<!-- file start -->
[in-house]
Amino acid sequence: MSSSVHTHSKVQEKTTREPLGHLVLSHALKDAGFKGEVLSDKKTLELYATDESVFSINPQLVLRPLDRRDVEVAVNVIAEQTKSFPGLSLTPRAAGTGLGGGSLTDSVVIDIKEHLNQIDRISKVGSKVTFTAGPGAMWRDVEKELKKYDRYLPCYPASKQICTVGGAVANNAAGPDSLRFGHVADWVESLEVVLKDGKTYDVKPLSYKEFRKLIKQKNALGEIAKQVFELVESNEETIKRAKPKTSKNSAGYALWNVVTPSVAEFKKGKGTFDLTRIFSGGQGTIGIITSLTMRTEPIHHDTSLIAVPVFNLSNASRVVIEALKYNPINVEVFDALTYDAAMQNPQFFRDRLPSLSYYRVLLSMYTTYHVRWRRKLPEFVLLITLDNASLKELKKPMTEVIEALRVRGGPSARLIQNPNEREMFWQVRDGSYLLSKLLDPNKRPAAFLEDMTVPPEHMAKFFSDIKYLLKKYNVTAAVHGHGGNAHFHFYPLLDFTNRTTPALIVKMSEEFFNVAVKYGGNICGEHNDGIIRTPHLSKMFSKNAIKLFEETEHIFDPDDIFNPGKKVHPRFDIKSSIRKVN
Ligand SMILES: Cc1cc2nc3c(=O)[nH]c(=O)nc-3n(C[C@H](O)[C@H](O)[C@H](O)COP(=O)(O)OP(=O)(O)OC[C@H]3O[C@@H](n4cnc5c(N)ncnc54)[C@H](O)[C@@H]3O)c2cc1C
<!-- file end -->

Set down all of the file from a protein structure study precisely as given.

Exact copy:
[in-house]
Amino acid sequence: MSSSVHTHSKVQEKTTREPLGHLVLSHALKDAGFKGEVLSDKKTLELYATDESVFSINPQLVLRPLDRRDVEVAVNVIAEQTKSFPGLSLTPRAAGTGLGGGSLTDSVVIDIKEHLNQIDRISKVGSKVTFTAGPGAMWRDVEKELKKYDRYLPCYPASKQICTVGGAVANNAAGPDSLRFGHVADWVESLEVVLKDGKTYDVKPLSYKEFRKLIKQKNALGEIAKQVFELVESNEETIKRAKPKTSKNSAGYALWNVVTPSVAEFKKGKGTFDLTRIFSGGQGTIGIITSLTMRTEPIHHDTSLIAVPVFNLSNASRVVIEALKYNPINVEVFDALTYDAAMQNPQFFRDRLPSLSYYRVLLSMYTTYHVRWRRKLPEFVLLITLDNASLKELKKPMTEVIEALRVRGGPSARLIQNPNEREMFWQVRDGSYLLSKLLDPNKRPAAFLEDMTVPPEHMAKFFSDIKYLLKKYNVTAAVHGHGGNAHFHFYPLLDFTNRTTPALIVKMSEEFFNVAVKYGGNICGEHNDGIIRTPHLSKMFSKNAIKLFEETEHIFDPDDIFNPGKKVHPRFDIKSSIRKVN
Ligand SMILES: Cc1cc2nc3c(=O)[nH]c(=O)nc-3n(C[C@H](O)[C@H](O)[C@H](O)COP(=O)(O)OP(=O)(O)OC[C@H]3O[C@@H](n4cnc5c(N)ncnc54)[C@H](O)[C@@H]3O)c2cc1C